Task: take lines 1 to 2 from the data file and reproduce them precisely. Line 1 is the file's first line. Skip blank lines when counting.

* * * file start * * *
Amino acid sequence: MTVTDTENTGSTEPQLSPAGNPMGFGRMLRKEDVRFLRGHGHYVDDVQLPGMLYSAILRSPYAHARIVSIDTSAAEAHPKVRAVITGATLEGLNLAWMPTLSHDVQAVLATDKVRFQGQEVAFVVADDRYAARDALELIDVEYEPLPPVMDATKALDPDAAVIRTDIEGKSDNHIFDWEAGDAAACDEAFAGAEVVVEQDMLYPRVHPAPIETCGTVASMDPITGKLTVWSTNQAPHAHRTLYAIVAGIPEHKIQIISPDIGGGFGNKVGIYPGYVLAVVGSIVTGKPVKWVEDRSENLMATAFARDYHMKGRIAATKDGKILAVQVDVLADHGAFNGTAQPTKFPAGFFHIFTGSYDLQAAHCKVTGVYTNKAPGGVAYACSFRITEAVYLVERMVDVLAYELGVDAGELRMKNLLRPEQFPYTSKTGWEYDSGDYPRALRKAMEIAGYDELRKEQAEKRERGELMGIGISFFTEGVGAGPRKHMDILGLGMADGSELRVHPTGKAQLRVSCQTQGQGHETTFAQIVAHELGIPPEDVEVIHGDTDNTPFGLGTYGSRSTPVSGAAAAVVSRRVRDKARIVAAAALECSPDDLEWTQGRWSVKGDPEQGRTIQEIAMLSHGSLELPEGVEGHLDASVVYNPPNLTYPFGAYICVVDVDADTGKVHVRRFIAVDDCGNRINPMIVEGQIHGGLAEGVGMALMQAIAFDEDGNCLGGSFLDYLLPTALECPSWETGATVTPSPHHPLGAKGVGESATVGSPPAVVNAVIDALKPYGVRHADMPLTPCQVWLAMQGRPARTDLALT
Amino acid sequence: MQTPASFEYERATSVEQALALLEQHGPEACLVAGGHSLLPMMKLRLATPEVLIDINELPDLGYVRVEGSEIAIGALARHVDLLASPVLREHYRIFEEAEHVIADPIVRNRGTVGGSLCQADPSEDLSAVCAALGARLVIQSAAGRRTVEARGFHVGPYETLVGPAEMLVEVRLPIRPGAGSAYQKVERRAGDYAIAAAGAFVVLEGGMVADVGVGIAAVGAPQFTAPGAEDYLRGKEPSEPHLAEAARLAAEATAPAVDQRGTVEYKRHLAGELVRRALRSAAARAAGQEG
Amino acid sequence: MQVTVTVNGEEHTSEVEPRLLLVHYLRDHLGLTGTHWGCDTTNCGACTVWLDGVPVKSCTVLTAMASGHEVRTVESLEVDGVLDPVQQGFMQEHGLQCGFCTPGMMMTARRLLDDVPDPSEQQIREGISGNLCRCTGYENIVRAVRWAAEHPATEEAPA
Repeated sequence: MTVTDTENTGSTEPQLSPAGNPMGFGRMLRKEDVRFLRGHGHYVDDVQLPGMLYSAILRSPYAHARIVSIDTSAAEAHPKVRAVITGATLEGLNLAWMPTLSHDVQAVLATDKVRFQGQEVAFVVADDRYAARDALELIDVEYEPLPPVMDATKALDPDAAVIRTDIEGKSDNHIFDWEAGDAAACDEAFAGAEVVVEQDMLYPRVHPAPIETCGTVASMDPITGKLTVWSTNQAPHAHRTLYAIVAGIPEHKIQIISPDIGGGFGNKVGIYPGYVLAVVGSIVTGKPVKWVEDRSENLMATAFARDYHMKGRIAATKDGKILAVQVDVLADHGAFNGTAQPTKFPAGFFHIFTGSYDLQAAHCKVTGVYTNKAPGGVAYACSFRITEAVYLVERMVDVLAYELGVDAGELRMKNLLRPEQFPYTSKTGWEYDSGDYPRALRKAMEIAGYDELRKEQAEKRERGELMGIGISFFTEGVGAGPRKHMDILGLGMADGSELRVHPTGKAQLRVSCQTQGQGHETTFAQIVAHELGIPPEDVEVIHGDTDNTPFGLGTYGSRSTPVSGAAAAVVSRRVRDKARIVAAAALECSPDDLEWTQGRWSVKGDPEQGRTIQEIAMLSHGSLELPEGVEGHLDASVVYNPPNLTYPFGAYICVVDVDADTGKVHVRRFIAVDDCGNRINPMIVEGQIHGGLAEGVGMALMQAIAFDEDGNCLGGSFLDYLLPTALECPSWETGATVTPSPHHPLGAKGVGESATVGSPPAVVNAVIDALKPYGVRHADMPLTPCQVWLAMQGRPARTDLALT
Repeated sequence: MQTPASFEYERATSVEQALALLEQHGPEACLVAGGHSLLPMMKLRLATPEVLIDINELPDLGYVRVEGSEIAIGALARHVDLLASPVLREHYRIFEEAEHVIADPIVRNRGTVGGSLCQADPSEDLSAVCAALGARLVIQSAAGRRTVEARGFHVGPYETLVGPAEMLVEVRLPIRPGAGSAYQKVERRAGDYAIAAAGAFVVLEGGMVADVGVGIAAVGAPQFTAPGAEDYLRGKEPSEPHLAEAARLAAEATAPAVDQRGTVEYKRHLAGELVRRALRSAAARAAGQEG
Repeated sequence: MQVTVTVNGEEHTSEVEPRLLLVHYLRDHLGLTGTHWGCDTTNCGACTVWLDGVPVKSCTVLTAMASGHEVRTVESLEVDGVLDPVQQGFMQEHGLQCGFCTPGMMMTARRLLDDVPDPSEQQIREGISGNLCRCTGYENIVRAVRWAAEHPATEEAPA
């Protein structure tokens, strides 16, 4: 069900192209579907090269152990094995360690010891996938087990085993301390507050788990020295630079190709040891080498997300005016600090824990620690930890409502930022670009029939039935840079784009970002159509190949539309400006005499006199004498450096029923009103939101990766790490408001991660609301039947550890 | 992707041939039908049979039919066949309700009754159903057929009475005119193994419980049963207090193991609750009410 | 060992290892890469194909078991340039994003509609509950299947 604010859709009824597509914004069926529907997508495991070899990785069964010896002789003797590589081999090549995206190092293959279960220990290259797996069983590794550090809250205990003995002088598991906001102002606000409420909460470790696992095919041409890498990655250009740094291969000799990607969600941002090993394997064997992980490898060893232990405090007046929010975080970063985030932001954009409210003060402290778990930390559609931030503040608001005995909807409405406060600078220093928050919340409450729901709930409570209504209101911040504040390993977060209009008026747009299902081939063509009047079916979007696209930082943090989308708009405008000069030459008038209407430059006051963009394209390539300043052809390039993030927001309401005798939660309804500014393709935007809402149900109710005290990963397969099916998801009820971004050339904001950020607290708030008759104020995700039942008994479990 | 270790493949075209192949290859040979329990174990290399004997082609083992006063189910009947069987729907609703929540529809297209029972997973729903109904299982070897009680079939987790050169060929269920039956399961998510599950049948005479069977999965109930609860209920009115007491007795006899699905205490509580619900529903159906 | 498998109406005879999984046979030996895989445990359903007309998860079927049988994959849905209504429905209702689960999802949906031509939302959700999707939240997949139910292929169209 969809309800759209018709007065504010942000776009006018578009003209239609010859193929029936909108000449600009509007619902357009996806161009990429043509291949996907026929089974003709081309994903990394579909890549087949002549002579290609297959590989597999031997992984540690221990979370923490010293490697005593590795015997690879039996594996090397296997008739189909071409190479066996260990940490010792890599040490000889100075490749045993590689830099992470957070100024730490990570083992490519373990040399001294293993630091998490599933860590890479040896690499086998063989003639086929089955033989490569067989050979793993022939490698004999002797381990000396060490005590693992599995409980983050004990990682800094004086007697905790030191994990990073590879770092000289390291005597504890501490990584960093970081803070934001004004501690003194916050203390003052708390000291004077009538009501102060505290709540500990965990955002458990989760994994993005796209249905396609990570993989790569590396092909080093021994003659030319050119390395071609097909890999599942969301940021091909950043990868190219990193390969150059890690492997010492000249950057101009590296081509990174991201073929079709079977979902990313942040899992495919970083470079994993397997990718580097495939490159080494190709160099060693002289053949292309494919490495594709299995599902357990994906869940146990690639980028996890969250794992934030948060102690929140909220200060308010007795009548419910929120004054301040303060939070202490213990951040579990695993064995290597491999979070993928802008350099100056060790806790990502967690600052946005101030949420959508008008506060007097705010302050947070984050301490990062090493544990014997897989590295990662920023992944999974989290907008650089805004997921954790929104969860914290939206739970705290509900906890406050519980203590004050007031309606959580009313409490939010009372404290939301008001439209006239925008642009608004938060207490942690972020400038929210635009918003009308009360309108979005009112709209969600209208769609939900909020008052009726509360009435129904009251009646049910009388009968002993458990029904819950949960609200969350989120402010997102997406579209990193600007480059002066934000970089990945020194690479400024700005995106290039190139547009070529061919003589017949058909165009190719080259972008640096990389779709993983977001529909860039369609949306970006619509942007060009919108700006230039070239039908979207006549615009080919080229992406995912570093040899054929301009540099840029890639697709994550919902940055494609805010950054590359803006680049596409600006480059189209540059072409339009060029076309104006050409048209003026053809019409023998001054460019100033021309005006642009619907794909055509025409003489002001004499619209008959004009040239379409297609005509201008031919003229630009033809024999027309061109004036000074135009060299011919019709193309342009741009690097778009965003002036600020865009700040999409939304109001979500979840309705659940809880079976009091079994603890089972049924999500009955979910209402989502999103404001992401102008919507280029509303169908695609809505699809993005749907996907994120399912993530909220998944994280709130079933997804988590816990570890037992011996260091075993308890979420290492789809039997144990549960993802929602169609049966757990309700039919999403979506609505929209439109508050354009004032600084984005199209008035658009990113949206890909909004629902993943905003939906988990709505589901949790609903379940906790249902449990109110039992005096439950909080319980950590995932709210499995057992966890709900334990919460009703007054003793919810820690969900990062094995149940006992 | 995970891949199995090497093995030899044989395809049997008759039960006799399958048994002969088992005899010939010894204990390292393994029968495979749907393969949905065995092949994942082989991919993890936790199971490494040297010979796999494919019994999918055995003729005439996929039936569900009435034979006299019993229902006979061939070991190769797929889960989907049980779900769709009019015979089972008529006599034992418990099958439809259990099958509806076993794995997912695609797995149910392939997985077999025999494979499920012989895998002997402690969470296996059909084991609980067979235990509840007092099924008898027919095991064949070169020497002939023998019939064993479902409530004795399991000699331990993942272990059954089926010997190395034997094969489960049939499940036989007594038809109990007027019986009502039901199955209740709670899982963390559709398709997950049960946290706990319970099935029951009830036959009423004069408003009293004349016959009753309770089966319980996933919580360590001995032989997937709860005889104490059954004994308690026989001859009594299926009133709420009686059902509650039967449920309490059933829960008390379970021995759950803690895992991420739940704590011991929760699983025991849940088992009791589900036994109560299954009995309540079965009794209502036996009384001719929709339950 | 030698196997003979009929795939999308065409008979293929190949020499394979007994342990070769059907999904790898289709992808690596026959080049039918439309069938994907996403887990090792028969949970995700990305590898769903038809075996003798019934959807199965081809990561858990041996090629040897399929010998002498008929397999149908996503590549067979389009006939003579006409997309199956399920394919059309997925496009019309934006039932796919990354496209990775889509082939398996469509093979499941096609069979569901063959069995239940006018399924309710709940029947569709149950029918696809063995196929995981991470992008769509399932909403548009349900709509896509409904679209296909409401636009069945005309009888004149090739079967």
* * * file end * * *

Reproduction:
Amino acid sequence: MTVTDTENTGSTEPQLSPAGNPMGFGRMLRKEDVRFLRGHGHYVDDVQLPGMLYSAILRSPYAHARIVSIDTSAAEAHPKVRAVITGATLEGLNLAWMPTLSHDVQAVLATDKVRFQGQEVAFVVADDRYAARDALELIDVEYEPLPPVMDATKALDPDAAVIRTDIEGKSDNHIFDWEAGDAAACDEAFAGAEVVVEQDMLYPRVHPAPIETCGTVASMDPITGKLTVWSTNQAPHAHRTLYAIVAGIPEHKIQIISPDIGGGFGNKVGIYPGYVLAVVGSIVTGKPVKWVEDRSENLMATAFARDYHMKGRIAATKDGKILAVQVDVLADHGAFNGTAQPTKFPAGFFHIFTGSYDLQAAHCKVTGVYTNKAPGGVAYACSFRITEAVYLVERMVDVLAYELGVDAGELRMKNLLRPEQFPYTSKTGWEYDSGDYPRALRKAMEIAGYDELRKEQAEKRERGELMGIGISFFTEGVGAGPRKHMDILGLGMADGSELRVHPTGKAQLRVSCQTQGQGHETTFAQIVAHELGIPPEDVEVIHGDTDNTPFGLGTYGSRSTPVSGAAAAVVSRRVRDKARIVAAAALECSPDDLEWTQGRWSVKGDPEQGRTIQEIAMLSHGSLELPEGVEGHLDASVVYNPPNLTYPFGAYICVVDVDADTGKVHVRRFIAVDDCGNRINPMIVEGQIHGGLAEGVGMALMQAIAFDEDGNCLGGSFLDYLLPTALECPSWETGATVTPSPHHPLGAKGVGESATVGSPPAVVNAVIDALKPYGVRHADMPLTPCQVWLAMQGRPARTDLALT
Amino acid sequence: MQTPASFEYERATSVEQALALLEQHGPEACLVAGGHSLLPMMKLRLATPEVLIDINELPDLGYVRVEGSEIAIGALARHVDLLASPVLREHYRIFEEAEHVIADPIVRNRGTVGGSLCQADPSEDLSAVCAALGARLVIQSAAGRRTVEARGFHVGPYETLVGPAEMLVEVRLPIRPGAGSAYQKVERRAGDYAIAAAGAFVVLEGGMVADVGVGIAAVGAPQFTAPGAEDYLRGKEPSEPHLAEAARLAAEATAPAVDQRGTVEYKRHLAGELVRRALRSAAARAAGQEG